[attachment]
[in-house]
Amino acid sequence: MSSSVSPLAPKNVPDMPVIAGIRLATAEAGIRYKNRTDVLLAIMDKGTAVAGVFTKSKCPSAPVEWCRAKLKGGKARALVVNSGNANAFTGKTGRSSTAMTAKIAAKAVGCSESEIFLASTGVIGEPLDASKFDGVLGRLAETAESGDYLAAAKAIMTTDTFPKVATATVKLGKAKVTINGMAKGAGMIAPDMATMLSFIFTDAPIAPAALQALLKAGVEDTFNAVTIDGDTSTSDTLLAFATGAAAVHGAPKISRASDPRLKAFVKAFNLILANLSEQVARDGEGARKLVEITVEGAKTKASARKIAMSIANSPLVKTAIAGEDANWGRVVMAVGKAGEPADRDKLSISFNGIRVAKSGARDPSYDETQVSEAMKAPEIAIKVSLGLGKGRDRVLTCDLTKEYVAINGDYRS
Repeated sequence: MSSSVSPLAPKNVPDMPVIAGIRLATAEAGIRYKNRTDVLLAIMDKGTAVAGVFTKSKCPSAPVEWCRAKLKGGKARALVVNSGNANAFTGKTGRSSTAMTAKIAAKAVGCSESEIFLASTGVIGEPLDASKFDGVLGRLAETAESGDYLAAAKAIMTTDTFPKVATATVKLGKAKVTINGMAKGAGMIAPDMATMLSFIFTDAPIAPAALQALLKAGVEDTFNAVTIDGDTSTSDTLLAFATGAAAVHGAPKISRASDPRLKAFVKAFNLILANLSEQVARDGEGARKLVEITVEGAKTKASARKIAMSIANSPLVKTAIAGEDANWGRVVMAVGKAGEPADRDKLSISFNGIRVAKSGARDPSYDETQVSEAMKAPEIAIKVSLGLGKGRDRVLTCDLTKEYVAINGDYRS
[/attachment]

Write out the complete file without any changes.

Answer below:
[in-house]
Amino acid sequence: MSSSVSPLAPKNVPDMPVIAGIRLATAEAGIRYKNRTDVLLAIMDKGTAVAGVFTKSKCPSAPVEWCRAKLKGGKARALVVNSGNANAFTGKTGRSSTAMTAKIAAKAVGCSESEIFLASTGVIGEPLDASKFDGVLGRLAETAESGDYLAAAKAIMTTDTFPKVATATVKLGKAKVTINGMAKGAGMIAPDMATMLSFIFTDAPIAPAALQALLKAGVEDTFNAVTIDGDTSTSDTLLAFATGAAAVHGAPKISRASDPRLKAFVKAFNLILANLSEQVARDGEGARKLVEITVEGAKTKASARKIAMSIANSPLVKTAIAGEDANWGRVVMAVGKAGEPADRDKLSISFNGIRVAKSGARDPSYDETQVSEAMKAPEIAIKVSLGLGKGRDRVLTCDLTKEYVAINGDYRS
Repeated sequence: MSSSVSPLAPKNVPDMPVIAGIRLATAEAGIRYKNRTDVLLAIMDKGTAVAGVFTKSKCPSAPVEWCRAKLKGGKARALVVNSGNANAFTGKTGRSSTAMTAKIAAKAVGCSESEIFLASTGVIGEPLDASKFDGVLGRLAETAESGDYLAAAKAIMTTDTFPKVATATVKLGKAKVTINGMAKGAGMIAPDMATMLSFIFTDAPIAPAALQALLKAGVEDTFNAVTIDGDTSTSDTLLAFATGAAAVHGAPKISRASDPRLKAFVKAFNLILANLSEQVARDGEGARKLVEITVEGAKTKASARKIAMSIANSPLVKTAIAGEDANWGRVVMAVGKAGEPADRDKLSISFNGIRVAKSGARDPSYDETQVSEAMKAPEIAIKVSLGLGKGRDRVLTCDLTKEYVAINGDYRS